Delhi 44 for 2 (Dhawan 38*, Sharath 2-13) trail Karnataka 192 (Binny 61, Awana 5-81) by 148 runs
On a pitch that resembled a lawn, with the only patches of white near the rough on either side, Karnataka captain Vinay Kumar chose to give his batsmen first use of the pitch, despite their batting struggles all season. While it might be perceived as a brave decision, it backfired on the hosts. Karnataka were still searching for their first outright win, and they were presented with what looked like a result-oriented wicket. Delhi weren't complaining though. Their seamers, led by Parvinder Awana, bundled out the hosts for 192 and ended the day in front despite losing two wickets as the shadows lengthened in Bangalore.
There were only seven overs of spin among the 65 bowled by Delhi, rare by Indian standards and current trends in the subcontinent where it's common to see a spinner bowling with the new ball. Ashish Nehra's return gave Delhi the extra firepower on paper, but the momentum was with Awana, who took his second consecutive five-wicket haul.
It didn't take long for Delhi to strike, though Nehra could count himself lucky. Robin Uthappa went a long way across and the ball struck his pads, and after a bit of thought, the umpire ruled in favour of the bowler. Nehra didn't get the ball to move as much as the other seamers, and preferred bowling shorter.
A number of Delhi's bowling manoeuvers brought immediate results, starting with Sumit Narwal replacing Awana from the Pavilion End. Like Nehra, Narwal struck in the first over of his spell when he pitched one up to Ganesh Satish who drove and edged it to the wicketkeeper Puneet Bisht, who took the first of his five catches. Awana too changed ends and the move worked when he beat KL Rahul for movement and sent his off stump for a spin.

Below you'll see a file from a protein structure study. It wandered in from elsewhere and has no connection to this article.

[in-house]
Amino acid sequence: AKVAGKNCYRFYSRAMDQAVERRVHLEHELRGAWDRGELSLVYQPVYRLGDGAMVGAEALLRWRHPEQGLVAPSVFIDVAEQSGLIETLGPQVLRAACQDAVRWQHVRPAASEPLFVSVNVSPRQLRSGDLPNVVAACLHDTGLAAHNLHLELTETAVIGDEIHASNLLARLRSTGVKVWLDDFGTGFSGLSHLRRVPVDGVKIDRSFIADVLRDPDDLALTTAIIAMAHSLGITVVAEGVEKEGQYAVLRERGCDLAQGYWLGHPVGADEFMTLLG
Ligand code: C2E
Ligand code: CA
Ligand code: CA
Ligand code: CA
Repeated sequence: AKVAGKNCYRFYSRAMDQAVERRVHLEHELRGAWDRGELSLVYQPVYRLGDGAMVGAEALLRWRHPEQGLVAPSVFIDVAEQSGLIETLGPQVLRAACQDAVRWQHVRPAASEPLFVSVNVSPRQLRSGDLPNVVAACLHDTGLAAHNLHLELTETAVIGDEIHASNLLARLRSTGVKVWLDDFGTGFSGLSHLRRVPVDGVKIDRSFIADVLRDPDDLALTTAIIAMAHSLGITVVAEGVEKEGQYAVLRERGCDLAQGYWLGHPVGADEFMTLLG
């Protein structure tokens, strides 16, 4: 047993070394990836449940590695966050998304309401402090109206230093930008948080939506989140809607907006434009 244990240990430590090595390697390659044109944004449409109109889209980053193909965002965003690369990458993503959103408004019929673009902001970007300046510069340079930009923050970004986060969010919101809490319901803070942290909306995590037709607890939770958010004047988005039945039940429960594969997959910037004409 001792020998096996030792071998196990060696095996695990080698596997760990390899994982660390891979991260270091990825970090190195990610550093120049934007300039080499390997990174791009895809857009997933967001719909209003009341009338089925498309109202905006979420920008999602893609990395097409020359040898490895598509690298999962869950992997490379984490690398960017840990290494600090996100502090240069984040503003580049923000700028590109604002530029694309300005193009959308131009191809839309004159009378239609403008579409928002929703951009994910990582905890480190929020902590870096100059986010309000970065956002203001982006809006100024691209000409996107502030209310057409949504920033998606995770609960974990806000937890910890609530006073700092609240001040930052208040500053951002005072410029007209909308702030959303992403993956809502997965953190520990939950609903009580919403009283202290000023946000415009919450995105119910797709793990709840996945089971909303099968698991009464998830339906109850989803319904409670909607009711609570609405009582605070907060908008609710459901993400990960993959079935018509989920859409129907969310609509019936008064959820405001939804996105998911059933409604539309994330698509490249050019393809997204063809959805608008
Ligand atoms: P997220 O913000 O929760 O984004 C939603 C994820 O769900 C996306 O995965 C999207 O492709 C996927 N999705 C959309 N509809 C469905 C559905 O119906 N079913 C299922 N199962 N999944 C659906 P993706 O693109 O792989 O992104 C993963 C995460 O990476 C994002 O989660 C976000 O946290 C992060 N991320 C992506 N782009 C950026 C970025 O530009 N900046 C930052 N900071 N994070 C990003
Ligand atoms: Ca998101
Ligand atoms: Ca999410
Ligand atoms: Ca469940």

It was an opportunity for Manish Pandey to take on a leadership role with the debutant Kunal Kapoor, but he too didn't last long, edging Narwal to Bisht who took a low catch falling forward. Another bowling change brought another wicket, when Rajat Bhatia replaced Narwal from the Pavilion End and had Kapoor edging to Bisht, who came up to the stumps. At lunch, Karnataka had lost five and thoughts went back to their decision at the toss.
The only batsman who looked like taking on the Delhi bowlers was Stuart Binny. Post lunch, he batted positively, pulling a short ball to fine leg and driving crisply down the ground. A stable batsman at the other end would have helped Binny build, but the pressure increased when the last-recognised batsman in the line-up, CM Gautam, fell to a loose shot. He was let off by Mithun Manhas at first slip, but it didn't cost Delhi anything when Gautam slashed and edged Awana to Bisht.
Binny motored along to his fifty by whipping Nehra towards deep midwicket for two boundaries. He went on to make 61 before edging Awana to Bisht, who took his fifth catch. By setting attacking fields, Delhi never let the game drift. Karnataka would have expected the pitch to ease for batting after lunch, but the seamers kept the ball up, got it to swing and induced mistakes.
Awana picked up his fourth when he trapped Abhimanyu Mithun in front of the stumps with a full ball and later rounded off the innings when he sent KP Appanna's middle stump back by a few yards. Speaking after the day's play, Awana said he had been working on an away swinging delivery, in particular the one that beat Rahul's defense. Awana, who had taken a five-for in the previous match against Haryana in seamer-friendly Lahli, said the pitch in Bangalore had more bounce.
Shikhar Dhawan led Delhi's reply with some crisp cover drives off the front foot and put away HS Sharath for boundaries over the off side as soon as the bowler was introduced first change. Sharath, though, quickly shook off that wayward beginning when he trapped a watchful Unmukt Chand lbw, before having Mohit Sharma caught down the leg side. It was smart field placement that led to that wicket. A short fine leg was in place, the ball was directed at the batsman's body from round the wicket and Mohit could only fend it straight to the fielder.